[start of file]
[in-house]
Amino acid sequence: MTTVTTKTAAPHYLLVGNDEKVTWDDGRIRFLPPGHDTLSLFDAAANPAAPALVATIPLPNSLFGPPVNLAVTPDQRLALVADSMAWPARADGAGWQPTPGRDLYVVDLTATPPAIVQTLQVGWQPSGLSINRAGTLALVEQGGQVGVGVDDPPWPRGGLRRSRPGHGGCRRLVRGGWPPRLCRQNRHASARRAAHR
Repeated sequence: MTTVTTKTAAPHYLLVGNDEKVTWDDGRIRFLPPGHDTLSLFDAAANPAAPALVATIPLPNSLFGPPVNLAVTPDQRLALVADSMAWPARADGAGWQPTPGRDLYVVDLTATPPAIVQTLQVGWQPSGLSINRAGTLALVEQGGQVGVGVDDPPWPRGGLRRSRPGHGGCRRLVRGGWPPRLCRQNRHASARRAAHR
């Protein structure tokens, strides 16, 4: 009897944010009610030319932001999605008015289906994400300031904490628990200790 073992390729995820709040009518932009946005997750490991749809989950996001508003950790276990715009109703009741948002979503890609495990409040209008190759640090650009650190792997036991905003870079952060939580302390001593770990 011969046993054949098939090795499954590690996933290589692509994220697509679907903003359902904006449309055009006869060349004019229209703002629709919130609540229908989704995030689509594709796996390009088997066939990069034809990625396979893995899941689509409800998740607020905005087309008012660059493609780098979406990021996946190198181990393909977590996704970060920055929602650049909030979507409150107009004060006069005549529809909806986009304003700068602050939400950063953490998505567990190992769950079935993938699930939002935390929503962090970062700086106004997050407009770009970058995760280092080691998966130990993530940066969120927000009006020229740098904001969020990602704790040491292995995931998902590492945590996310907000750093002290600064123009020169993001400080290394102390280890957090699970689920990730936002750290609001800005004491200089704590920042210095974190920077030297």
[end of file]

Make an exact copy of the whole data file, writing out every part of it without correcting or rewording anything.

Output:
[in-house]
Amino acid sequence: MTTVTTKTAAPHYLLVGNDEKVTWDDGRIRFLPPGHDTLSLFDAAANPAAPALVATIPLPNSLFGPPVNLAVTPDQRLALVADSMAWPARADGAGWQPTPGRDLYVVDLTATPPAIVQTLQVGWQPSGLSINRAGTLALVEQGGQVGVGVDDPPWPRGGLRRSRPGHGGCRRLVRGGWPPRLCRQNRHASARRAAHR
Repeated sequence: MTTVTTKTAAPHYLLVGNDEKVTWDDGRIRFLPPGHDTLSLFDAAANPAAPALVATIPLPNSLFGPPVNLAVTPDQRLALVADSMAWPARADGAGWQPTPGRDLYVVDLTATPPAIVQTLQVGWQPSGLSINRAGTLALVEQGGQVGVGVDDPPWPRGGLRRSRPGHGGCRRLVRGGWPPRLCRQNRHASARRAAHR
């Protein structure tokens, strides 16, 4: 009897944010009610030319932001999605008015289906994400300031904490628990200790 073992390729995820709040009518932009946005997750490991749809989950996001508003950790276990715009109703009741948002979503890609495990409040209008190759640090650009650190792997036991905003870079952060939580302390001593770990 011969046993054949098939090795499954590690996933290589692509994220697509679907903003359902904006449309055009006869060349004019229209703002629709919130609540229908989704995030689509594709796996390009088997066939990069034809990625396979893995899941689509409800998740607020905005087309008012660059493609780098979406990021996946190198181990393909977590996704970060920055929602650049909030979507409150107009004060006069005549529809909806986009304003700068602050939400950063953490998505567990190992769950079935993938699930939002935390929503962090970062700086106004997050407009770009970058995760280092080691998966130990993530940066969120927000009006020229740098904001969020990602704790040491292995995931998902590492945590996310907000750093002290600064123009020169993001400080290394102390280890957090699970689920990730936002750290609001800005004491200089704590920042210095974190920077030297």